4. It will repay us to examine further the privacy of the bed and the time, to see if there is any hidden spiritual meaning which it will be to our advantage to reveal. If we take the bed to mean human weakness, and the darkness of night human ignorance, it follows logically that the Bride is seeking the Word, the power of God and the wisdom of God, to overcome these two ills: power to strengthen her weakness and wisdom to enlighten her ignorance. Nothing could be more fitting. But if any lingering doubt about this interpretation remains in the hearts of the simple, let them hear what the holy prophet says on this matter: `The Lord strengthens him on his bed of sickness; it is you who make his bed in his weakness.’ This is enough about the bed. Now as regards the night of ignorance, what could be clearer than what is said in another psalm: `They have not known, they have not understood, they walk in darkness.’ Does this not express perfectly the ignorance in which the whole human race was born? This is the ignorance, I think, which the blessed Apostle admits he was born in, and gives thanks that he was rescued from, when he says, `He has snatched us from the power of darkness . Again, he says to all the elect, `We are not children of the night or of darkness; walk as children of the light.’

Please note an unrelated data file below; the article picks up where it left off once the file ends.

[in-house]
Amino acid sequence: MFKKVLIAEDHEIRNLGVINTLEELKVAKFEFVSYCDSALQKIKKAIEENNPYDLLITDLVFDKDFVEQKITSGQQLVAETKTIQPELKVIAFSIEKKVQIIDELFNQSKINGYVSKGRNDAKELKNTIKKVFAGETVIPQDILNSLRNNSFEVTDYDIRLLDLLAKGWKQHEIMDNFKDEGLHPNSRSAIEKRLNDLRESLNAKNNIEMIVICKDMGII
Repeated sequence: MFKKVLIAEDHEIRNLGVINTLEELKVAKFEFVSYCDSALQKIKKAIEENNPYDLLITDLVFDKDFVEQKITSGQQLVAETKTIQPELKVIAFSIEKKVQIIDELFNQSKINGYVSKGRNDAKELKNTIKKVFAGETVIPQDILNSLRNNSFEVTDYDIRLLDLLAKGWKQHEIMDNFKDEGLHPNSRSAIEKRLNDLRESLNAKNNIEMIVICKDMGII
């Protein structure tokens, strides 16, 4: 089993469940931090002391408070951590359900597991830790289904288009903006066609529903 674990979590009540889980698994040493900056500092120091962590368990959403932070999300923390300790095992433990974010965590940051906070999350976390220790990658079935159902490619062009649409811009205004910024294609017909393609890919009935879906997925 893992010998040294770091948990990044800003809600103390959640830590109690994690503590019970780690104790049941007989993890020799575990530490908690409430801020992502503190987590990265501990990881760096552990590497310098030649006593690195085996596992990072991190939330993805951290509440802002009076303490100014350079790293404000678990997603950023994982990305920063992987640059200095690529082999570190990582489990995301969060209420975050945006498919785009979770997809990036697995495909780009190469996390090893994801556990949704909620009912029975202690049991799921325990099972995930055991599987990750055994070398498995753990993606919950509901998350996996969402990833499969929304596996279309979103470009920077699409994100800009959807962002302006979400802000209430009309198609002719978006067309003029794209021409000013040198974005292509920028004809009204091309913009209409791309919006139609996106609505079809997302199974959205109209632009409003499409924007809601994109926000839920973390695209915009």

Bernard of Clairvaux died in 1153, not having completed his commentary on the Song of Songs.